With quake ruled out, San Diego’s ‘mystery boom’ was likely sonic

Local

SAN DIEGO — A day after a “mystery boom” shook San Diego County, the strange sensation remains talk of the town — but so far there’s still no clear explanation for the phenomenon.

From the South Bay through the city of San Diego and in to North County, residents reported a loud “boom” accompanied by the rattling of windows around 8:15 p.m. Tuesday.

Monitors didn’t record any sort of significant earthquake in the region at that time, leaving a single educated guess, geologist Pat Abbott, a professor at San Diego State, told FOX 5.

“If the sound didn’t emanate from underground there’s only one more place to look and that’s up above,” Abbott told FOX 5, referring to a sonic boom. “Some aircraft … something traveling at a rate faster than sound, oriented in the right direction.”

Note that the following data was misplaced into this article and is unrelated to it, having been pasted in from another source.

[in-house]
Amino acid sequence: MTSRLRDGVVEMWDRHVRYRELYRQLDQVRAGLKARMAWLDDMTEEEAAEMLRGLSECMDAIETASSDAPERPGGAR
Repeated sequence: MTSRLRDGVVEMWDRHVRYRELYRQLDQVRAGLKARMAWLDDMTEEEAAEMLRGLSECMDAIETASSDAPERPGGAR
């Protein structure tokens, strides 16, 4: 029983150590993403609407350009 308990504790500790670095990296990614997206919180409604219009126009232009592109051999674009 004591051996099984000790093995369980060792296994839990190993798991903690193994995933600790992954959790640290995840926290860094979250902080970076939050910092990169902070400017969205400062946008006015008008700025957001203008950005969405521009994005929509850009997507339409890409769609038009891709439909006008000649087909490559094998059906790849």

While officials at Camp Pendleton have warned that artillery exercises may be heard in parts of San Diego this week, the sensation appeared to emanate from farther south, based on reports from residents. A military spokesperson added that aircraft they had over San Diego at the time are not capable of supersonic flight.

Short of a military-related explanation that’s not being made public, Abbott posited another possible theory.

“We do know that incoming meteorites, something the size of a basketball or larger, can hit the atmosphere at the right angle that it effectively sends a shockwave a sonic boom to the earth,” he told FOX 5.

In the end, all the speculation is enjoyable for people like the professor, who enjoyed watching the theories fly online. “Sometimes it’s more fun not knowing the answer than knowing it,” Abbott said.

Copyright 2021 Nexstar Media Inc. All rights reserved. This material may not be published, broadcast, rewritten, or redistributed.

Most Popular Stories

Latest News

More News